Letters and Memories: Novels, Poems and Letters of Charles Kingsley

Voorkant
Kessinger Publishing, 1 jul. 2003 - 828 pagina's
Charles Kingsley was an English clergyman and novelist. He was the founding member of the Christian Socialist movement and was known for his controversy with Cardinal Newman. He was a chaplain to Queen Victoria, a rector at Eversley, Hampshire and was sympathetic to the Chartists. This book contains Mr. Kingsley's Letters and Memories. This collection of memorabilia came in large part from known and unknown correspondents who treasured and lent their letters to be published for the first time, from publishers who allowed quotations from Mr. Kingsley's published works; but above all from friends who eloquently bore witness to Kingsley's character and genius.

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Over de auteur (2003)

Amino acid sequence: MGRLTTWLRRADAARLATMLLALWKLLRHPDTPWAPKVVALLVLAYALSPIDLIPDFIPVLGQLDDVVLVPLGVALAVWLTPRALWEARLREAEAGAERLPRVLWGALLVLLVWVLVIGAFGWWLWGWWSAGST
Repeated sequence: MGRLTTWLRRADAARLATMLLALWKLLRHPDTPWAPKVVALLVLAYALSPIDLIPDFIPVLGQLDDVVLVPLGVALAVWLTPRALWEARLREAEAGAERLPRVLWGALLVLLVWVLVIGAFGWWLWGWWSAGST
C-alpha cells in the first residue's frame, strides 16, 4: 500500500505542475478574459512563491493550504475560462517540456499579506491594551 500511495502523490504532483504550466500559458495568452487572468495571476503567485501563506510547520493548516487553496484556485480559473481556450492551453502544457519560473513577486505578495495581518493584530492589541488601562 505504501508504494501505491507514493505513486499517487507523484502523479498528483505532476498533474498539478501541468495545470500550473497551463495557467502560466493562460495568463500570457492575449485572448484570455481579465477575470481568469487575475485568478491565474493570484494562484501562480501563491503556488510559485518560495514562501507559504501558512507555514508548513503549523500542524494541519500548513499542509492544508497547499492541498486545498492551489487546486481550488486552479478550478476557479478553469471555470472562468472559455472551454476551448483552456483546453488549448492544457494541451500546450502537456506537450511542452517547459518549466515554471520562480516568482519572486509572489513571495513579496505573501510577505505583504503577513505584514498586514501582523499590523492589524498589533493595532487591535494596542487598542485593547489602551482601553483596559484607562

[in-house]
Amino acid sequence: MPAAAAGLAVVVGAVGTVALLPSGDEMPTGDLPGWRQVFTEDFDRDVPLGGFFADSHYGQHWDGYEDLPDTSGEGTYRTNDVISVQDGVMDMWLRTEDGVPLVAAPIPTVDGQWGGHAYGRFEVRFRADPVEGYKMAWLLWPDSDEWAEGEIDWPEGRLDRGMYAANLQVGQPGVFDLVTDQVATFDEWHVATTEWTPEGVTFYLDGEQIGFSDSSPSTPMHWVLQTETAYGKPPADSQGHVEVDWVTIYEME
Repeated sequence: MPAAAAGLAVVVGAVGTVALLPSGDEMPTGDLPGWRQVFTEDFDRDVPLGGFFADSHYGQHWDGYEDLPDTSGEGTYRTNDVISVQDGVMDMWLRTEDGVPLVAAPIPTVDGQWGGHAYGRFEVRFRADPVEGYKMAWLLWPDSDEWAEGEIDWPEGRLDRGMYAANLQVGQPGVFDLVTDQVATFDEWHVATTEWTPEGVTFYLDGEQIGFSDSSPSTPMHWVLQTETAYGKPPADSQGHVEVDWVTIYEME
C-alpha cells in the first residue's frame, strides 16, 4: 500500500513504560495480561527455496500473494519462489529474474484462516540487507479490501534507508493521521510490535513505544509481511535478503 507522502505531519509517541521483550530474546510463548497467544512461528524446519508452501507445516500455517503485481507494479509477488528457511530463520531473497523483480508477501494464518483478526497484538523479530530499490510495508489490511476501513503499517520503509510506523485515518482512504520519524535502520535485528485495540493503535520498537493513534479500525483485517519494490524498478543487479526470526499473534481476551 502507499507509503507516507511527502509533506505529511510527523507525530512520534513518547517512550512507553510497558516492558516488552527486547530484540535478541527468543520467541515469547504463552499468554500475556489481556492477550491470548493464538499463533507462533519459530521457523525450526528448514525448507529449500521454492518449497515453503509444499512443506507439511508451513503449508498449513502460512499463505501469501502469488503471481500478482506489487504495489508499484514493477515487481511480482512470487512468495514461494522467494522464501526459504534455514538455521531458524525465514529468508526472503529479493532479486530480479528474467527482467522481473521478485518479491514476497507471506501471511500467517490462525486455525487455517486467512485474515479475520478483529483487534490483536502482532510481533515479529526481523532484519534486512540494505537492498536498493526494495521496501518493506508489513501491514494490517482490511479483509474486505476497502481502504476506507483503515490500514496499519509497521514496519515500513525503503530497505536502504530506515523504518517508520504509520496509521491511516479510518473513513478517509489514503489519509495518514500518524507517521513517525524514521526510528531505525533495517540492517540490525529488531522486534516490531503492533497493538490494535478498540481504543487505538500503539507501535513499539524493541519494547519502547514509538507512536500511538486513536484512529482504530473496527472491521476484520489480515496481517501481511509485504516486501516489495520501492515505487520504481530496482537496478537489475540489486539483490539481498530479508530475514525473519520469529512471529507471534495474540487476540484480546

Charles Kingsley, a clergyman of the Church of England, who late in his life held the chair of history at Cambridge University, wrote mostly didactic historical romances. He put the historical novel to new use, not to teach history, but to illustrate some religious truth. Westward Ho! (1855), his best-known work, is a tale of the Spanish main in the days of Queen Elizabeth I. Hypatia: New Foes with Old Faces (1853) is the story of a pagan girl-philosopher who was torn to pieces by a Christian mob. The story is strongly anti-Roman Catholic.. Hereward the Wake, or The Watchful Hereward the Wake, or The Watchful (1866) is a tale of a Saxon outlaw. The Water-Babies (1863), written for Kingsley's youngest child, "would be a tale for children were it not for the satire directed at the parents of the period," said Andrew Lang. Alton Locke (1850) and Yeast (1851) reflect Kingsley's leadership in "muscular Christianity" and his dramatization of social issues.

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